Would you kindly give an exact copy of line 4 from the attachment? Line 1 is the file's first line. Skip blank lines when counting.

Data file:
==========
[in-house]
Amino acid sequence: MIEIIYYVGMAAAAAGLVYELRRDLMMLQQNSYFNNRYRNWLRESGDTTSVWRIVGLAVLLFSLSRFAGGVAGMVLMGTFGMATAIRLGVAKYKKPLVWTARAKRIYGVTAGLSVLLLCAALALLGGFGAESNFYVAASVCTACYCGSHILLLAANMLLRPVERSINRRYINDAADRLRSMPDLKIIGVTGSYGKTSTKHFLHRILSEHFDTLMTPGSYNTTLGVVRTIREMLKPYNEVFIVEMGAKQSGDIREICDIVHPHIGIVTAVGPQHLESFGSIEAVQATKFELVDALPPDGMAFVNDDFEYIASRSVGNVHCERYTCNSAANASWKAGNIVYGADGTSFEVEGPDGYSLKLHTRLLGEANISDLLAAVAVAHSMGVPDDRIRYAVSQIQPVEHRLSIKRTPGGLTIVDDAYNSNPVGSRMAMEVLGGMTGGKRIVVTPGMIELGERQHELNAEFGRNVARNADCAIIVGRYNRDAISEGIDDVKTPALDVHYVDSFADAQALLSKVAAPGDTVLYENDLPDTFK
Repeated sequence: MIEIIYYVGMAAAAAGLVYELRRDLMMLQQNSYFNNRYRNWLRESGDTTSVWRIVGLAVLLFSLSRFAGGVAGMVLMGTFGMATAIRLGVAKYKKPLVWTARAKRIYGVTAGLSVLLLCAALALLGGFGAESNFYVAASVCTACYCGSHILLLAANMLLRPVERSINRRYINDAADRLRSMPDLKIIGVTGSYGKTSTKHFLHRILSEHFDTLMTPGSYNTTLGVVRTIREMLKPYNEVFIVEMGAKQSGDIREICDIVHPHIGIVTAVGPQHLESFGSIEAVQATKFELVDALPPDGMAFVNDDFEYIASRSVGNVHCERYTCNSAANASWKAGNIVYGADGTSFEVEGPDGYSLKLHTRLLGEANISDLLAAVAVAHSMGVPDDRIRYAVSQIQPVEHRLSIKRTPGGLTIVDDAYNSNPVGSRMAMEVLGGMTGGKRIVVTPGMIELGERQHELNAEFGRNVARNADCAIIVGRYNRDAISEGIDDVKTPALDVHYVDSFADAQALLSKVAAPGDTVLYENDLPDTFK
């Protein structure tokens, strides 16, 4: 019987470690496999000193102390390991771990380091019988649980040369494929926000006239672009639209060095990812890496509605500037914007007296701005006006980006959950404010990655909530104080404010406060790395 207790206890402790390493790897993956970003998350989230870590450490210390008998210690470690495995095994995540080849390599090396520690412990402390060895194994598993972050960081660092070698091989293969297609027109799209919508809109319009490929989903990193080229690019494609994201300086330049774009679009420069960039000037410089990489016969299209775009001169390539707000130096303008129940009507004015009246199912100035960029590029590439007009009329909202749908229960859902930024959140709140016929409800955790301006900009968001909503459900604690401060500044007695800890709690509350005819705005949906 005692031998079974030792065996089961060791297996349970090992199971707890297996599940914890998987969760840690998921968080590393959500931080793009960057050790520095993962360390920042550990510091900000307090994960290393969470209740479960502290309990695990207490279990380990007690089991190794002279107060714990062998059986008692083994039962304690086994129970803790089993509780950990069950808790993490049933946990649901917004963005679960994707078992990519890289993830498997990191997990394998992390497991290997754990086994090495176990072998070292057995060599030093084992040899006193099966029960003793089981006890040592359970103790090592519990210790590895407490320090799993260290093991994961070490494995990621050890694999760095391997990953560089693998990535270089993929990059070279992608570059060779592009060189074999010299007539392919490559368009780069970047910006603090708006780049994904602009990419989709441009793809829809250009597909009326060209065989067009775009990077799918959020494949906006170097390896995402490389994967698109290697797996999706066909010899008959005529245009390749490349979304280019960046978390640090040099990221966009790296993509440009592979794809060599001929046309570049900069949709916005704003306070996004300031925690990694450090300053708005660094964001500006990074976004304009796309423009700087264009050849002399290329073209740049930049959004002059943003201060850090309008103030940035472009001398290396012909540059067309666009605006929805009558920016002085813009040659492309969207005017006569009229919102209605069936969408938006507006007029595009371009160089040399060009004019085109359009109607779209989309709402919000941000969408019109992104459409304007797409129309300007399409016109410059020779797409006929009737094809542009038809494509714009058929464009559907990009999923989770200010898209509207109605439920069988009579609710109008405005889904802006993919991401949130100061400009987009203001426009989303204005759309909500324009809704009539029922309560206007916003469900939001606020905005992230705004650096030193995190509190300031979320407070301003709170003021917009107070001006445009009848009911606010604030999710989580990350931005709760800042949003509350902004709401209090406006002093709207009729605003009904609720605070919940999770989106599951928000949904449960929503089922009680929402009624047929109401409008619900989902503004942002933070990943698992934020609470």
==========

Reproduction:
């Protein structure tokens, strides 16, 4: 019987470690496999000193102390390991771990380091019988649980040369494929926000006239672009639209060095990812890496509605500037914007007296701005006006980006959950404010990655909530104080404010406060790395 207790206890402790390493790897993956970003998350989230870590450490210390008998210690470690495995095994995540080849390599090396520690412990402390060895194994598993972050960081660092070698091989293969297609027109799209919508809109319009490929989903990193080229690019494609994201300086330049774009679009420069960039000037410089990489016969299209775009001169390539707000130096303008129940009507004015009246199912100035960029590029590439007009009329909202749908229960859902930024959140709140016929409800955790301006900009968001909503459900604690401060500044007695800890709690509350005819705005949906 005692031998079974030792065996089961060791297996349970090992199971707890297996599940914890998987969760840690998921968080590393959500931080793009960057050790520095993962360390920042550990510091900000307090994960290393969470209740479960502290309990695990207490279990380990007690089991190794002279107060714990062998059986008692083994039962304690086994129970803790089993509780950990069950808790993490049933946990649901917004963005679960994707078992990519890289993830498997990191997990394998992390497991290997754990086994090495176990072998070292057995060599030093084992040899006193099966029960003793089981006890040592359970103790090592519990210790590895407490320090799993260290093991994961070490494995990621050890694999760095391997990953560089693998990535270089993929990059070279992608570059060779592009060189074999010299007539392919490559368009780069970047910006603090708006780049994904602009990419989709441009793809829809250009597909009326060209065989067009775009990077799918959020494949906006170097390896995402490389994967698109290697797996999706066909010899008959005529245009390749490349979304280019960046978390640090040099990221966009790296993509440009592979794809060599001929046309570049900069949709916005704003306070996004300031925690990694450090300053708005660094964001500006990074976004304009796309423009700087264009050849002399290329073209740049930049959004002059943003201060850090309008103030940035472009001398290396012909540059067309666009605006929805009558920016002085813009040659492309969207005017006569009229919102209605069936969408938006507006007029595009371009160089040399060009004019085109359009109607779209989309709402919000941000969408019109992104459409304007797409129309300007399409016109410059020779797409006929009737094809542009038809494509714009058929464009559907990009999923989770200010898209509207109605439920069988009579609710109008405005889904802006993919991401949130100061400009987009203001426009989303204005759309909500324009809704009539029922309560206007916003469900939001606020905005992230705004650096030193995190509190300031979320407070301003709170003021917009107070001006445009009848009911606010604030999710989580990350931005709760800042949003509350902004709401209090406006002093709207009729605003009904609720605070919940999770989106599951928000949904449960929503089922009680929402009624047929109401409008619900989902503004942002933070990943698992934020609470």